Author and researcher Mitch Battros talked about earthquakes and earth changes. The recent series of quakes off Mexico that were felt in Phoenix and San Diego could be a precursor to a larger event, he said. He expects a big quake somewhere along the Cascadia subduction zone which runs from Northern California to Alaska, as well as possible seismic activity in the Puerto Rico Trench, which could cause tsunamis along the East Coast. A large quake in the Cascadia zone could set off new faults or a chain reaction triggering activity in locations as far away as the New Madrid Fault, he commented.
Battros said he tracks the sun and Moon in making quake predictions, and earth change analysis. While Solar Cycle 24 has been very quiet, he expects activity to pick up and actually be stronger than Cycle 23 at times, with short but powerful X Class flares hitting during 2011-2012. An advocate for disaster preparedness, he's set up this page with survival tips.
During the third hour, geologist Jim Berkland and quake sensitive Cal Orey joined the discussion. Berkland noted that in parts of the country, we were seeing one of the coolest summers on record. He cited the upcoming seismic window of August 18-25th as a time we'd see quake activity along the West Coast and/or the Ring of Fire. Orey said she was sensing pending activity, and would be surprised if there wasn't a quake in California this August.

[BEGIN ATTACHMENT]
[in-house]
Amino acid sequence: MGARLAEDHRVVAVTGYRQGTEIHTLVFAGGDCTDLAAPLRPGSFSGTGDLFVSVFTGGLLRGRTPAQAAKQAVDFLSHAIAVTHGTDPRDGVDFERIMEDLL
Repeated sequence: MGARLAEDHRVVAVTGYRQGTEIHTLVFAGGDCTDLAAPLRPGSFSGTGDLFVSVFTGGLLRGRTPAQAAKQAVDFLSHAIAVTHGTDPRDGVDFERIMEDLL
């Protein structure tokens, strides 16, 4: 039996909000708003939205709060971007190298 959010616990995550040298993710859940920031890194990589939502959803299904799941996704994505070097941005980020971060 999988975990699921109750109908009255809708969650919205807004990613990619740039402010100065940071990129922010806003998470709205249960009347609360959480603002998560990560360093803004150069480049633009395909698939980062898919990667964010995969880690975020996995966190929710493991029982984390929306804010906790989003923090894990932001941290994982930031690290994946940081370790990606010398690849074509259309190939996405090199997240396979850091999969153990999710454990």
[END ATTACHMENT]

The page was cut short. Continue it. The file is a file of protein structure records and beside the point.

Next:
First hour guest, SETI senior astronomer Seth Shostak shared updates on projects and space news. SETI's Allen Telescope Array is currently looking at the center of the galaxy, he noted. Announcements about NASA's Kepler space telescope, which is searching for exoplanets, are coming soon, he added.
In Norwich, England photographer Andrew Kitt may have caught a ghost on camera. Shooting at a site that dates back to the 14th century, the hunched shadowy figure that appeared in his photo looks like it could be wearing Tudor-style dress. More at The Advertiser 24.
Bumper music from Monday August 03, 2009